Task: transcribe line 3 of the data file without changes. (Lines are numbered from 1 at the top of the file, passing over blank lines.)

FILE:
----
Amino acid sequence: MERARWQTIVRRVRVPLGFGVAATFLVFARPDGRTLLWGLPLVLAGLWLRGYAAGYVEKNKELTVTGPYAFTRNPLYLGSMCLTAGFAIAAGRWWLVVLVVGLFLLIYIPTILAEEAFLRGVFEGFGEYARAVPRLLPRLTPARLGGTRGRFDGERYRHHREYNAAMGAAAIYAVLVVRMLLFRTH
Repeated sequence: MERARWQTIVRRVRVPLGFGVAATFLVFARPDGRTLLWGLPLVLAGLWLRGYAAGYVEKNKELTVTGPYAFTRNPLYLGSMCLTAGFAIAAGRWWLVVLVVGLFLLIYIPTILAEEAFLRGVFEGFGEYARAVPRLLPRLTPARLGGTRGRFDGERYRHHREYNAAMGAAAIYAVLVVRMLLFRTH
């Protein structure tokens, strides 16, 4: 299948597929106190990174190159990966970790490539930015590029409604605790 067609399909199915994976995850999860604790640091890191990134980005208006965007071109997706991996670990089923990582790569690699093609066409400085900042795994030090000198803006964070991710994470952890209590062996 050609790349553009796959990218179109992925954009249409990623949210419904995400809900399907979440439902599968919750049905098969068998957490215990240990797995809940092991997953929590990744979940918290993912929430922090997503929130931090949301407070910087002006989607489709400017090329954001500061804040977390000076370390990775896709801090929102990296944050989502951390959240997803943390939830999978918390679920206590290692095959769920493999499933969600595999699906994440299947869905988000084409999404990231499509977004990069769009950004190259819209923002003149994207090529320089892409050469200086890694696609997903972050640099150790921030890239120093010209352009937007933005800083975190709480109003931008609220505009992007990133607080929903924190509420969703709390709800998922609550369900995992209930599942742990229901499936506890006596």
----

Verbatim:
């Protein structure tokens, strides 16, 4: 299948597929106190990174190159990966970790490539930015590029409604605790 067609399909199915994976995850999860604790640091890191990134980005208006965007071109997706991996670990089923990582790569690699093609066409400085900042795994030090000198803006964070991710994470952890209590062996 050609790349553009796959990218179109992925954009249409990623949210419904995400809900399907979440439902599968919750049905098969068998957490215990240990797995809940092991997953929590990744979940918290993912929430922090997503929130931090949301407070910087002006989607489709400017090329954001500061804040977390000076370390990775896709801090929102990296944050989502951390959240997803943390939830999978918390679920206590290692095959769920493999499933969600595999699906994440299947869905988000084409999404990231499509977004990069769009950004190259819209923002003149994207090529320089892409050469200086890694696609997903972050640099150790921030890239120093010209352009937007933005800083975190709480109003931008609220505009992007990133607080929903924190509420969703709390709800998922609550369900995992209930599942742990229901499936506890006596």